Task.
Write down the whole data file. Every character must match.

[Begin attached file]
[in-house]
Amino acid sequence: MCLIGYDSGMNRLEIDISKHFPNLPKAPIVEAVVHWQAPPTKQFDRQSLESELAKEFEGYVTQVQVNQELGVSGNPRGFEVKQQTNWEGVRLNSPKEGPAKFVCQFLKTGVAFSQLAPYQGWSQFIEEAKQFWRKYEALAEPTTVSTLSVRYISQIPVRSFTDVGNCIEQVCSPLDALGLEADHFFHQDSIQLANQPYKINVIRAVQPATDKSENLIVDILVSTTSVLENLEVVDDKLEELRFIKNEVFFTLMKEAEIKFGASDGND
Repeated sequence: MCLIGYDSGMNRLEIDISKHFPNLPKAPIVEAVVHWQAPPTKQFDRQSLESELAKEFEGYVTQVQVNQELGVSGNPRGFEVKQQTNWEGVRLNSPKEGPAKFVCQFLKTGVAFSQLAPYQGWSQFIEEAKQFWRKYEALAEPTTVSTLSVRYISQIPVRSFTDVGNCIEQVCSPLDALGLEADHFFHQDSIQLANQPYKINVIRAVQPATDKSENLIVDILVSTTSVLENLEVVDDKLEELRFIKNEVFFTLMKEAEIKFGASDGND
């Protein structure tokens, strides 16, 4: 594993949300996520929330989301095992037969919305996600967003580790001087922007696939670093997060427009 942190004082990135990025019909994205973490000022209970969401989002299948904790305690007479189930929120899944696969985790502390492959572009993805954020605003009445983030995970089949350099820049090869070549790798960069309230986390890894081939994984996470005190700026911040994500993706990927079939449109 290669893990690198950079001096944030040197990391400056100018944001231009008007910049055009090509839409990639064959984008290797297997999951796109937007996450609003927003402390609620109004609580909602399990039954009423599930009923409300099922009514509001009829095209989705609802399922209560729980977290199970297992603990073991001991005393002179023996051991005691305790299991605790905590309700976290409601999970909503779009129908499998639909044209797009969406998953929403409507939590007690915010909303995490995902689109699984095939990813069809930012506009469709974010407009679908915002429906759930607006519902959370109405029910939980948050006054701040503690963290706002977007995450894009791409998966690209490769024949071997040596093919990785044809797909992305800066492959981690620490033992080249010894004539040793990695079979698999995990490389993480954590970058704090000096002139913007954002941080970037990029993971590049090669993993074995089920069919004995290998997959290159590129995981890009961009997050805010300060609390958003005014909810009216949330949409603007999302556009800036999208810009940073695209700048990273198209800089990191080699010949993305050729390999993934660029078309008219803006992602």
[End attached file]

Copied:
[in-house]
Amino acid sequence: MCLIGYDSGMNRLEIDISKHFPNLPKAPIVEAVVHWQAPPTKQFDRQSLESELAKEFEGYVTQVQVNQELGVSGNPRGFEVKQQTNWEGVRLNSPKEGPAKFVCQFLKTGVAFSQLAPYQGWSQFIEEAKQFWRKYEALAEPTTVSTLSVRYISQIPVRSFTDVGNCIEQVCSPLDALGLEADHFFHQDSIQLANQPYKINVIRAVQPATDKSENLIVDILVSTTSVLENLEVVDDKLEELRFIKNEVFFTLMKEAEIKFGASDGND
Repeated sequence: MCLIGYDSGMNRLEIDISKHFPNLPKAPIVEAVVHWQAPPTKQFDRQSLESELAKEFEGYVTQVQVNQELGVSGNPRGFEVKQQTNWEGVRLNSPKEGPAKFVCQFLKTGVAFSQLAPYQGWSQFIEEAKQFWRKYEALAEPTTVSTLSVRYISQIPVRSFTDVGNCIEQVCSPLDALGLEADHFFHQDSIQLANQPYKINVIRAVQPATDKSENLIVDILVSTTSVLENLEVVDDKLEELRFIKNEVFFTLMKEAEIKFGASDGND
């Protein structure tokens, strides 16, 4: 594993949300996520929330989301095992037969919305996600967003580790001087922007696939670093997060427009 942190004082990135990025019909994205973490000022209970969401989002299948904790305690007479189930929120899944696969985790502390492959572009993805954020605003009445983030995970089949350099820049090869070549790798960069309230986390890894081939994984996470005190700026911040994500993706990927079939449109 290669893990690198950079001096944030040197990391400056100018944001231009008007910049055009090509839409990639064959984008290797297997999951796109937007996450609003927003402390609620109004609580909602399990039954009423599930009923409300099922009514509001009829095209989705609802399922209560729980977290199970297992603990073991001991005393002179023996051991005691305790299991605790905590309700976290409601999970909503779009129908499998639909044209797009969406998953929403409507939590007690915010909303995490995902689109699984095939990813069809930012506009469709974010407009679908915002429906759930607006519902959370109405029910939980948050006054701040503690963290706002977007995450894009791409998966690209490769024949071997040596093919990785044809797909992305800066492959981690620490033992080249010894004539040793990695079979698999995990490389993480954590970058704090000096002139913007954002941080970037990029993971590049090669993993074995089920069919004995290998997959290159590129995981890009961009997050805010300060609390958003005014909810009216949330949409603007999302556009800036999208810009940073695209700048990273198209800089990191080699010949993305050729390999993934660029078309008219803006992602």